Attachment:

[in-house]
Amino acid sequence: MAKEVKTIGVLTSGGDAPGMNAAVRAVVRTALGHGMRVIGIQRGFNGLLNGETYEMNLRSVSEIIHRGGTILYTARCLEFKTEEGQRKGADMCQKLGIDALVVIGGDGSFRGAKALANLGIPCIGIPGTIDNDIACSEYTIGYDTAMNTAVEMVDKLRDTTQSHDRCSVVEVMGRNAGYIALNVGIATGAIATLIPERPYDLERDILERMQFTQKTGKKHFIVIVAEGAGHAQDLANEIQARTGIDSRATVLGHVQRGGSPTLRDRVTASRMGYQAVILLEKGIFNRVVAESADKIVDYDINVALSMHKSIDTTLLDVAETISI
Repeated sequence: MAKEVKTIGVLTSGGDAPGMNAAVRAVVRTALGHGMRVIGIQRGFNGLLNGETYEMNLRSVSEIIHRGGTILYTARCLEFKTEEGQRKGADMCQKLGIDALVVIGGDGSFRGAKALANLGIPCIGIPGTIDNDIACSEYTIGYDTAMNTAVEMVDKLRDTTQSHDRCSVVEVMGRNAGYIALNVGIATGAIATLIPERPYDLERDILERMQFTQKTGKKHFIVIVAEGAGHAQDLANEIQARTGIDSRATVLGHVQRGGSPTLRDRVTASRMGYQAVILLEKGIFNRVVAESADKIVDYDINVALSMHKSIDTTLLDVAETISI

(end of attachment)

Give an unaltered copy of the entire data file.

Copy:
[in-house]
Amino acid sequence: MAKEVKTIGVLTSGGDAPGMNAAVRAVVRTALGHGMRVIGIQRGFNGLLNGETYEMNLRSVSEIIHRGGTILYTARCLEFKTEEGQRKGADMCQKLGIDALVVIGGDGSFRGAKALANLGIPCIGIPGTIDNDIACSEYTIGYDTAMNTAVEMVDKLRDTTQSHDRCSVVEVMGRNAGYIALNVGIATGAIATLIPERPYDLERDILERMQFTQKTGKKHFIVIVAEGAGHAQDLANEIQARTGIDSRATVLGHVQRGGSPTLRDRVTASRMGYQAVILLEKGIFNRVVAESADKIVDYDINVALSMHKSIDTTLLDVAETISI
Repeated sequence: MAKEVKTIGVLTSGGDAPGMNAAVRAVVRTALGHGMRVIGIQRGFNGLLNGETYEMNLRSVSEIIHRGGTILYTARCLEFKTEEGQRKGADMCQKLGIDALVVIGGDGSFRGAKALANLGIPCIGIPGTIDNDIACSEYTIGYDTAMNTAVEMVDKLRDTTQSHDRCSVVEVMGRNAGYIALNVGIATGAIATLIPERPYDLERDILERMQFTQKTGKKHFIVIVAEGAGHAQDLANEIQARTGIDSRATVLGHVQRGGSPTLRDRVTASRMGYQAVILLEKGIFNRVVAESADKIVDYDINVALSMHKSIDTTLLDVAETISI